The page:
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Agency Information Collection Activities; Proposed Collection; Comment Request; Extension

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Federal Trade Commission (“Commission” or “FTC”).




The information collection requirements described below will be submitted to the Office of Management Start Printed Page 38452and Budget (“OMB”) for review, as required by the Paperwork Reduction Act (“PRA”). The FTC is seeking public comments on its proposal to extend through October 31, 2011, the current PRA clearance for information collection requirements contained in the Commission’s Business Opportunity Rule (“Rule”). The current clearance expires on October 31, 2008.


Comments must be submitted on or before September 5, 2008.


Interested parties are invited to submit written comments. Comments should refer to “16 CFR Part 437: Paperwork Comment, FTC File No. R511993” to facilitate the organization of comments. A comment filed in paper form should include this reference both in the text and on the envelope and should be mailed or delivered to the following address: Federal Trade Commission, Room H-135 (Annex J), 600 Pennsylvania Ave., N.W., Washington, D.C. 20580. The Commission is requesting that any comment filed in paper form be sent by courier or overnight service, if possible because U.S. postal mail in the Washington area and at the FTC is subject to delay due to heightened security precautions. Moreover, because paper mail in the Washington area and at the FTC is subject to delay, please consider submitting your comments in electronic form, as prescribed below. If, however, the comment contains any material for which confidential treatment is requested, it must be filed in paper form, and the first page of the document must be clearly labeled “Confidential.”[1]

Comments filed in electronic form should be submitted by following the instructions on the web-based form at (​ftc-bizopPRA) and following the instructions on the web-based form. To ensure that the Commission considers an electronic comment, you must file it on the web-based form at: (​ftc-bizopPRA). If this notice appears at, you may also file an electronic comment through that website. The Commission will consider all comments that forwards to it.

The FTC Act and other laws the Commission administers permit the collection of public comments to consider and use in this proceeding as appropriate. All timely and responsive public comments will be considered by the Commission and will be available to the public on the FTC website, to the extent practicable, at As a matter of discretion, the FTC makes every effort to remove home contact information for individuals from the public comments it receives before placing those comments on the FTC website. More information, including routine uses permitted by the Privacy Act, may be found in the FTC's privacy policy at (​ftc/​privacy.shtm).

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Monica Vaca, Attorney, Division of Marketing Practices, Bureau of Consumer Protection, (202) 326-2245, Federal Trade Commission, 600 Pennsylvania Avenue, N.W., Washington D.C. 20580.

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Under the PRA, 44 U.S.C. 3501-3521, federal agencies must obtain approval from OMB for each collection of information they conduct or sponsor. “Collection of information” means agency requests or requirements that members of the public submit reports, keep records, or provide information to a third party. 44 U.S.C. 3502(3), 5 CFR 1320.3(c). As required by section 3506(c)(2)(A) of the PRA, the FTC is providing this opportunity for public comment before requesting that OMB extend the existing paperwork clearance for the Business Opportunity Rule, 16 CFR Part 437 (OMB Control Number 3084-0142).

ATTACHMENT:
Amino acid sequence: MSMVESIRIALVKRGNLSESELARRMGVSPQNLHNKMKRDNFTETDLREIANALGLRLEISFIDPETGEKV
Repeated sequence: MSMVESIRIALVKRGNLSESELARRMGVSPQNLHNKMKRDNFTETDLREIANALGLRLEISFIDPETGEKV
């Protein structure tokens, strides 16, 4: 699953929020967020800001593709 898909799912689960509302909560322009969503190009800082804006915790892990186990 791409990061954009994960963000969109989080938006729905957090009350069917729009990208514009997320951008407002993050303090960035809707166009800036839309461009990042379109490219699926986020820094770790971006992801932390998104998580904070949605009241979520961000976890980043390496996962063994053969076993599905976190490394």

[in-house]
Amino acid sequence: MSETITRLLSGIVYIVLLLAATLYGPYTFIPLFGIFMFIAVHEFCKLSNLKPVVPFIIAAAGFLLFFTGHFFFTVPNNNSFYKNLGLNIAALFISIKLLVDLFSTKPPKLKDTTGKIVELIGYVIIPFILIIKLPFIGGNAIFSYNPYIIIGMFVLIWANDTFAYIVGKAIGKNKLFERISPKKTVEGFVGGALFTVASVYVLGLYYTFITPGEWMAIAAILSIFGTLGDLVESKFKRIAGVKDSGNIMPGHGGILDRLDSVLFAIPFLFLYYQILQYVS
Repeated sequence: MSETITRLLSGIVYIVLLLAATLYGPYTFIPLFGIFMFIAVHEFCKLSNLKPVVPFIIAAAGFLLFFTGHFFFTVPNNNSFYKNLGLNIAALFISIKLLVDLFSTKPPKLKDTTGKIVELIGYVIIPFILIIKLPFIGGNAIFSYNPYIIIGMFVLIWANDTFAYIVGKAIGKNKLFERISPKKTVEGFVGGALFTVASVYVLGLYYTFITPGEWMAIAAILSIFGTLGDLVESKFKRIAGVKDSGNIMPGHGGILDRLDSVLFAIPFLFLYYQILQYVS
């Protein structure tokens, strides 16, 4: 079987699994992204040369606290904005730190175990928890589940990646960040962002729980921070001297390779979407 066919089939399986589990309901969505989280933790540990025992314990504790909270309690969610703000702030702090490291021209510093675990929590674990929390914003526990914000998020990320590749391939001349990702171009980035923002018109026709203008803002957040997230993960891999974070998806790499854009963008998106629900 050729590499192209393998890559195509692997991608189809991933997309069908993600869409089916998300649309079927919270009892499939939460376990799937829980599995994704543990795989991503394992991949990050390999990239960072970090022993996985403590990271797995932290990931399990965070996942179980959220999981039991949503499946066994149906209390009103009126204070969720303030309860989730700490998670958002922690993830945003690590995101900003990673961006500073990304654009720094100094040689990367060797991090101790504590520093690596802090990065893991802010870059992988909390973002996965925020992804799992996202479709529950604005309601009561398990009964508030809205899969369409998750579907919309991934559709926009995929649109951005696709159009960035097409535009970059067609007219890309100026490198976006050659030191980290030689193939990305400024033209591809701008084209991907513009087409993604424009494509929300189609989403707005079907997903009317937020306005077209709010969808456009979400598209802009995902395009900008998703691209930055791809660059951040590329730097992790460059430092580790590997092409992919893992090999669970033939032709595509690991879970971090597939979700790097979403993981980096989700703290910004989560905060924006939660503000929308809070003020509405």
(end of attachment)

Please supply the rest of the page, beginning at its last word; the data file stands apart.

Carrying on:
The FTC invites comments on: (1) whether the proposed collection of information required by the Rule is necessary for the proper performance of the functions of the agency, including whether the information will have practical utility; (2) the accuracy of the agency’s estimate of the burden of the proposed collection of information, including the validity of the methodology and assumptions used; (3) ways to enhance the quality, utility, and clarity of the information to be collected; and (4) ways to minimize the burden of the collection of information on those who are to respond, including through the use of appropriate automated, electronic, mechanical, or other technological collection techniques or other forms of information technology, e.g., permitting electronic submission of responses.

The Rule is designed to ensure that prospective purchasers of a business opportunity receive information that will help them evaluate the opportunity that is presented to them. Part 437 was promulgated in March of 2007, concurrently with the amendment of the Franchise Rule, Part 436. Part 437 mirrors the requirements and prohibitions of the original Franchise Rule, and imposes no additional disclosure or recordkeeping obligations or prohibitions.[2] The Rule requires business opportunity sellers to furnish to prospective purchasers a disclosure document that provides information relating to the seller, the seller’s business, the nature of the proposed business opportunity, as well as additional information regarding any claims about actual or potential sales, income, or profits for a prospective business opportunity purchaser. The seller must also preserve information that forms a reasonable basis for such claims. These requirements are subject to the PRA. The FTC is seeking to extend the current PRA clearance to October 31, 2011.[3]

Estimated annual hours burden: 16,750 hours

Based on a review of trade publications and information from state regulatory authorities, staff believes that, on average, from year to year, there are approximately 2,500 business opportunity sellers, with perhaps about 10% of that total reflecting an equal amount of new and departing business entrants.